Collin's clinic appointment this afternoon went very well. He was in a very happy mood, and was waving to everyone who said hi to him. Our oncologist said this was the best she's ever seen him since she met him in April. He waved to her when she came into the exam room, and even held onto her hands and walked around the tiny room with her. Despite the fact that the nurse got one of the single-lumen repair kits and was going to get creative with it to fix Collin's line, the doctor decided to just have it taken out since he's doing so well. She said she usually ends up just taking them out because they get a hole in them or get infected, so she wanted to remove Collin's before it becomes infected. Since he had just eaten lunch and didn't have the empty stomach needed for anesthesia, the surgery to remove the Broviac will be done tomorrow morning. I am surprised to realize that I have mixed feelings about this step! I remember how much I hated the Broviac in the beginning, and hated Collin being hooked up to IVs all the time. But somewhere along the line, without even realizing it, I came to appreciate and rely on the Broviac because it meant Collin didn't have to be stuck with needles all the time, and it allowed him to easily have all the medications he needed. Taking care of it, doing the dressing changes, flushing both lumens every day, etc. became routine. So as much as I am excited to finally say "bye bye tubies!" (which Collin was repeating during his sponge bath tonight) and see Collin finally get to have tub baths again (one more step toward normalcy!) there is a little part of me that will miss the darned thing! Of course, in a few weeks, after he is healed from the surgery tomorrow, he will get his new mediport put in so that blood draws and eventually maintenance chemo can be done easily, but from what I understand the port will require less care, and he'll still be able to get in the tub with it!

Saturday, November 20, 2010

Saturday, November 20 - Day +38

The last few days have gone pretty well. We are seeing how Collin does without the TPN, and already I notice a difference. The vomiting and diarrhea have decreased, and he has more interest in trying to eat, especially lunch and dinner (I don't think he's very hungry for breakfast since he gets the tube feedings over night). I have slowly increased the rate of the tube feeds, and he is up to 30 mL/hr now. He's getting two cans (250 mL each) overnight, which is what he used to get; it's just still at a slower rate, but I think soon he'll be back to the 50 mL he was used to. Now that he's not getting the TPN, it's nice not having to carry two portable pumps over my shoulder in the evening as I carry him through the house, and once he's back up to the 50 mL/hr, I can just give him the tube feeds while he is sleeping, so I won't have to carry around the feeding pump either.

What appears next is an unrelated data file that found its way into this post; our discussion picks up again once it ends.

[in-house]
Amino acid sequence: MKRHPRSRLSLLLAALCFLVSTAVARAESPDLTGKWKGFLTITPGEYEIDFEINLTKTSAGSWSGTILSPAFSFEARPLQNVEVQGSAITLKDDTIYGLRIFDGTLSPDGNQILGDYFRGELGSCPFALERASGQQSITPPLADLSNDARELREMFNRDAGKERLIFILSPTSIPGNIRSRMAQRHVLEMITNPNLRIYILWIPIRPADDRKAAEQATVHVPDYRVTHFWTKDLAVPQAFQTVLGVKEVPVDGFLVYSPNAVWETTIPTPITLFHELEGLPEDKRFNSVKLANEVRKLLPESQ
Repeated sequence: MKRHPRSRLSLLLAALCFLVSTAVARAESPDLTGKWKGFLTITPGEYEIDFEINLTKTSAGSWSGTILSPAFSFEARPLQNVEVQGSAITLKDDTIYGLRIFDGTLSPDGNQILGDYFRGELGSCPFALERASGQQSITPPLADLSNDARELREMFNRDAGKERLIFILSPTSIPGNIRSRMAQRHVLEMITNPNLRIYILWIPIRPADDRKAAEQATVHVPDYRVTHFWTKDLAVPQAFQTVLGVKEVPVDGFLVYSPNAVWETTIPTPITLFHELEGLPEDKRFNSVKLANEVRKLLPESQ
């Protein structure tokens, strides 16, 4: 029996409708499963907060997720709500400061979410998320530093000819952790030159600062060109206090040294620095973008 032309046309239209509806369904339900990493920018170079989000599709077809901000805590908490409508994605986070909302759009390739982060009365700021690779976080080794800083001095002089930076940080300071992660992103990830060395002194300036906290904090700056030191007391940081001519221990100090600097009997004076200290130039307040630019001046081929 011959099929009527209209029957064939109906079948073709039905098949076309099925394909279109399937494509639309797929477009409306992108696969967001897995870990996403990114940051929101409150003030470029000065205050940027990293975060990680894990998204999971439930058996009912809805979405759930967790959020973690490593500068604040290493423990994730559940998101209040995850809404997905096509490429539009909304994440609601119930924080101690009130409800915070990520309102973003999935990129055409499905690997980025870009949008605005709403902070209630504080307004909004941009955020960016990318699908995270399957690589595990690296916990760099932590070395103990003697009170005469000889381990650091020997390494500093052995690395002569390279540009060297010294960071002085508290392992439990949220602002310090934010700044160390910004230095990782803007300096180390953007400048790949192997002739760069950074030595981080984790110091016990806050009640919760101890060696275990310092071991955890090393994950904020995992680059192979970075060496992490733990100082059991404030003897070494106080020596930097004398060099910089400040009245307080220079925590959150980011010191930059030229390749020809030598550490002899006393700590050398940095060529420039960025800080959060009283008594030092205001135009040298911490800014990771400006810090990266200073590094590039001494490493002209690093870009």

Wednesday Collin started back up with the outpatient OT. Thursday the Early Intervention team came back to do an assessment so they can get home therapy services started for him as soon as possible. Today we waited for an hour and a half for the ophthalmologist to take a five minute look at Collin's eye; thankfully the abrasion is healing nicely, and we can now go to every three hours with the ointment (instead of every two hours). The ophthalmologist talked about injecting Botox into the muscle that is causing Collin's right eye to turn in so much. About a week after the injection, the muscle would relax enough to allow the eye to turn out. The effect would last for about three months, and would enable the right eye to see better when the left eye is patched. The injection would be given under anesthesia, so it may have to wait until the next MRI, which will be done in January.